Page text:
Appetizers These onions are delicious as part of an appetizer spread like a cheese board or a charcuterie board.
Burgers - These turkey smash burgers are a reader favorite, or you could try this air fryer turkey burger for an option that won't heat up the house. And these turkey burger sliders are great for gatherings!
Bowls - A grain bowl like this Mediterranean grain bowl would be delicious with pickled onions instead of the lemon dressing in the recipe.
- If you only have 32-ounce Mason jars, double the recipe for the brine. There is an option to adjust the serving size by hovering your mouse over the number next to “Servings” in the recipe card.
- To avoid tears when cutting your onion, use a sharp knife. This will reduce the amount of the enzyme that makes you cry that is released.
- For the best flavor, let the onions sit in the fridge for 2 to 3 days. Feel free to eat them as soon as they are cool enough to handle, though, at least 30 minutes after you've poured the hot brine.
More Quick Pickles to Try
Quick Pickled White Onions
- Large Measuring Cup
- Small Saucepan
- Thinly slice the onion and add it to a glass jar or other nonreactive container.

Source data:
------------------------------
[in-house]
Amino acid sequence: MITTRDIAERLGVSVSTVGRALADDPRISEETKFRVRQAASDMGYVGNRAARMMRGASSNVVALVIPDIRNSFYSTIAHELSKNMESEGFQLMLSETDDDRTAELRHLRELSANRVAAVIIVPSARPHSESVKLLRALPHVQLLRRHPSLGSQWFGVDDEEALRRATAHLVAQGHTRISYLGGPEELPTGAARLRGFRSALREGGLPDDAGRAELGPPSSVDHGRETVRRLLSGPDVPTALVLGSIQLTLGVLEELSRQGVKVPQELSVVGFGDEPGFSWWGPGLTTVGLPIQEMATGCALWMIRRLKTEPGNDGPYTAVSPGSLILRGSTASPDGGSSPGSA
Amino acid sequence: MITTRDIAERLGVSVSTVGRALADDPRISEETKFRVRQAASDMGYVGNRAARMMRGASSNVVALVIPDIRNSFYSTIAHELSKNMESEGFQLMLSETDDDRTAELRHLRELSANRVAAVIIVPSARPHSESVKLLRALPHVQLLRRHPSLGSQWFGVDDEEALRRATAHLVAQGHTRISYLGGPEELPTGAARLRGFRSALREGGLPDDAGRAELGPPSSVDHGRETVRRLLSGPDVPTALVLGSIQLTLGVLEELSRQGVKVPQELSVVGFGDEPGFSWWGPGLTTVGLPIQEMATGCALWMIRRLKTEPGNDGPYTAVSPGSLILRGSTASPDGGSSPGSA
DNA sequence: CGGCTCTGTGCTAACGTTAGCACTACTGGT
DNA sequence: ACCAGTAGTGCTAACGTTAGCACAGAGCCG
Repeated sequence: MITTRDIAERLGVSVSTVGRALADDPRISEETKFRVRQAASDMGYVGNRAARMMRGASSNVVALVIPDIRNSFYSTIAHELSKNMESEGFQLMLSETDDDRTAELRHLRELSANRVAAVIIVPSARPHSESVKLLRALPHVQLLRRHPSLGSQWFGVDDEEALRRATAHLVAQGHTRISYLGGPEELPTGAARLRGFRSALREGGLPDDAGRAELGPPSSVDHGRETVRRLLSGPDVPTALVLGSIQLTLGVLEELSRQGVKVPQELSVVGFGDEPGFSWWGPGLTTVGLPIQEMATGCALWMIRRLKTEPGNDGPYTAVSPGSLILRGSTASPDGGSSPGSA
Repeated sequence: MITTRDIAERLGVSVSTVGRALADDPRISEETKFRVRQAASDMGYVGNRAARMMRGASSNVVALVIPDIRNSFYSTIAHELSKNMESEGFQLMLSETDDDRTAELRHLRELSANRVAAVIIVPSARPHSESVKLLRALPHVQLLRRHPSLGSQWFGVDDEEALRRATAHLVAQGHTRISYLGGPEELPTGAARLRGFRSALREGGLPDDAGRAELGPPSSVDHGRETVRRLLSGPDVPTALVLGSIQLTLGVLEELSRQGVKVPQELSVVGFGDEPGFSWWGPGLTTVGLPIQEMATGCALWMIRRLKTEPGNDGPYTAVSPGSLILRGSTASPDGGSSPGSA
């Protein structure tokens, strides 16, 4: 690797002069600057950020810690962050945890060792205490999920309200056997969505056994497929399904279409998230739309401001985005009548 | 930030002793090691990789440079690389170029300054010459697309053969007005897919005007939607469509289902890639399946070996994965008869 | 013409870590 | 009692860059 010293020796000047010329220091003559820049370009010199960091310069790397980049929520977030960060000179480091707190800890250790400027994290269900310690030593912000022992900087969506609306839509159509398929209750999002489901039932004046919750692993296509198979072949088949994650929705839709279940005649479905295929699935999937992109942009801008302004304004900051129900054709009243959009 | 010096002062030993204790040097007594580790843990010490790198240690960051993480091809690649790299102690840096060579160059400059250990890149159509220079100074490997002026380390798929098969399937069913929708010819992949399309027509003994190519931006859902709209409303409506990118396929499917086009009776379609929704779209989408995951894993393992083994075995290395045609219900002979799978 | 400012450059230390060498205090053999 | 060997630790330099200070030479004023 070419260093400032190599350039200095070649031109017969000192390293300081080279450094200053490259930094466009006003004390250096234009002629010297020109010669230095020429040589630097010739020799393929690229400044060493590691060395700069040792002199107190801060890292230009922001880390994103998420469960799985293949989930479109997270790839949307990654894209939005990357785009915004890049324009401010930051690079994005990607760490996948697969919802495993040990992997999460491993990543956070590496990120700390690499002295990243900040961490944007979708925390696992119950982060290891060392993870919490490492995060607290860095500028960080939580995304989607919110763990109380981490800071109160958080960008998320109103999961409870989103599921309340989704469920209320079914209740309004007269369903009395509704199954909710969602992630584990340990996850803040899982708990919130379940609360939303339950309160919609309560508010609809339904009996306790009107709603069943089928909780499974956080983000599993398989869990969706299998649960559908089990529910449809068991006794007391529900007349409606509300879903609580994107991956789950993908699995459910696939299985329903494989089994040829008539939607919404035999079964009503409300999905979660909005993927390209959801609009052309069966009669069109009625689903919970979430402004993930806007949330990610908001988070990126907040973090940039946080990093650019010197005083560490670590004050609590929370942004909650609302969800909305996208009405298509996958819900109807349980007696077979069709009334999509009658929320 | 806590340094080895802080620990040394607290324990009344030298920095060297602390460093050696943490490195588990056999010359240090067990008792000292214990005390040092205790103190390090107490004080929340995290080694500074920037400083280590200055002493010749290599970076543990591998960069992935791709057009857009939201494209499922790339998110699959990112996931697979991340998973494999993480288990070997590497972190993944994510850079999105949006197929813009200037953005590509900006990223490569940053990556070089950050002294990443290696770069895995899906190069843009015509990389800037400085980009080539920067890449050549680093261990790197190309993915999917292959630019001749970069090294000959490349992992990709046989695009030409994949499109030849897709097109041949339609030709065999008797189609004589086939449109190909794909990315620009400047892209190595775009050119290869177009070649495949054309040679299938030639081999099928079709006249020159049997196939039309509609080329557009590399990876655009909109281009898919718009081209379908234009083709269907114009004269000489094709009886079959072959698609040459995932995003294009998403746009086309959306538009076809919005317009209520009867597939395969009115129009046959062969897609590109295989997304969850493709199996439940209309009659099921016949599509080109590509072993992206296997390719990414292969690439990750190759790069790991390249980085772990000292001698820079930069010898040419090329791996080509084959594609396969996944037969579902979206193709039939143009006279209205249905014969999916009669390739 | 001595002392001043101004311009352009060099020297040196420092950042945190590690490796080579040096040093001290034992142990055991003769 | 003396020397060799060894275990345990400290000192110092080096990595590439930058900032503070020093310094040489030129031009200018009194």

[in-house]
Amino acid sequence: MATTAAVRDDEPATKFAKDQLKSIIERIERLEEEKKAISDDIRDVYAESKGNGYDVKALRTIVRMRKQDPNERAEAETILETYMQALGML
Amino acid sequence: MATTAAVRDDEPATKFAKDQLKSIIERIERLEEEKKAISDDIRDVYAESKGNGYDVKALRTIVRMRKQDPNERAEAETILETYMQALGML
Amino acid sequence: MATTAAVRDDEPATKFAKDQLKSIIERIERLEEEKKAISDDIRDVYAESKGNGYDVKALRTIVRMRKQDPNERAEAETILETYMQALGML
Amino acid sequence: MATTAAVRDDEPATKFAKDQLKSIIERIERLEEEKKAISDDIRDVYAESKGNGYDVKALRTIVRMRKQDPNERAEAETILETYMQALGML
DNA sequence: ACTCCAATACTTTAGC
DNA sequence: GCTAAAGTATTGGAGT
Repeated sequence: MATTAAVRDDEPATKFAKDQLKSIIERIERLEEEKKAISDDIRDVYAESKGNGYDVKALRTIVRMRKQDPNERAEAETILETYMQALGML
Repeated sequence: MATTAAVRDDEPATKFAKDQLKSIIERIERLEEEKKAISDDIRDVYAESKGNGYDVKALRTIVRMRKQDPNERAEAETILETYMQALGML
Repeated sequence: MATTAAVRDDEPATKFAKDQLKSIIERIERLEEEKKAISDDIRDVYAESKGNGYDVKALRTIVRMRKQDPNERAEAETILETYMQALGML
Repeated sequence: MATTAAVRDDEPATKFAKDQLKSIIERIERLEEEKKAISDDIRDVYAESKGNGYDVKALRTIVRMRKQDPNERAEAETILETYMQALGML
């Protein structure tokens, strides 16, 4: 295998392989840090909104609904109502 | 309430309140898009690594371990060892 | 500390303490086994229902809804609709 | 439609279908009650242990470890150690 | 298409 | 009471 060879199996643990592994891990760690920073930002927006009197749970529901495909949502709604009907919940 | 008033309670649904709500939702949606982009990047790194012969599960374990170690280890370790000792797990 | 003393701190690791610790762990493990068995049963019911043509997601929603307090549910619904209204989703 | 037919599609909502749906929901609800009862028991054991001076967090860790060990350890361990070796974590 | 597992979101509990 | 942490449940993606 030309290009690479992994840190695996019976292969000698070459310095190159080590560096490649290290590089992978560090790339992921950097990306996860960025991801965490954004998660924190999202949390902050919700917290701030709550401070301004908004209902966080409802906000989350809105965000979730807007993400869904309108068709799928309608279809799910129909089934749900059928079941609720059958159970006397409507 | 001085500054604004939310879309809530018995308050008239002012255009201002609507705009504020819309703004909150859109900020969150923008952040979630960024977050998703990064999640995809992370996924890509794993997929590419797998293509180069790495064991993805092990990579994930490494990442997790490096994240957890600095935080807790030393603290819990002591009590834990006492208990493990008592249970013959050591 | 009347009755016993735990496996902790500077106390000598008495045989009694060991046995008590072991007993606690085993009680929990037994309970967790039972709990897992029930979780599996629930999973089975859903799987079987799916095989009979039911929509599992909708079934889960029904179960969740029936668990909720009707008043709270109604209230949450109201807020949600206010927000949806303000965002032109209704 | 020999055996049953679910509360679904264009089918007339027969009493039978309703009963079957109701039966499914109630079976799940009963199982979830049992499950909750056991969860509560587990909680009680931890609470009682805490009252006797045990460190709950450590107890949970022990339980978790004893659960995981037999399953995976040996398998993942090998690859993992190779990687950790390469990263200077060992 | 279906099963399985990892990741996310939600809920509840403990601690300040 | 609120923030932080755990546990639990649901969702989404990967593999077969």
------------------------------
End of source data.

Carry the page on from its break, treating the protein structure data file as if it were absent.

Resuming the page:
- Place a pot or saucepan over medium-high to high heat on stovetop. Add vinegar, sugar, and salt. Bring brine to a boil, then reduce the heat to medium-low, stirring occasionally until the salt and sugar have dissolved.
- Remove brine from the stove and pour over the onion in the glass jar or container.
- Let cool for 30 minutes before serving or adding lid and transferring to fridge.
- If you only have a 32-ounce Mason jar, double the brine. There is an option to adjust the serving size by hovering your mouse over the number next to “Servings” in the recipe card.
- This recipe cannot be traditionally canned.
- Add a ½ teaspoon of dried oregano for pickled onions similar in taste to escabeche.
- These pickles can be stored safely in the fridge for 2 weeks.
- I do not recommend freezing this recipe.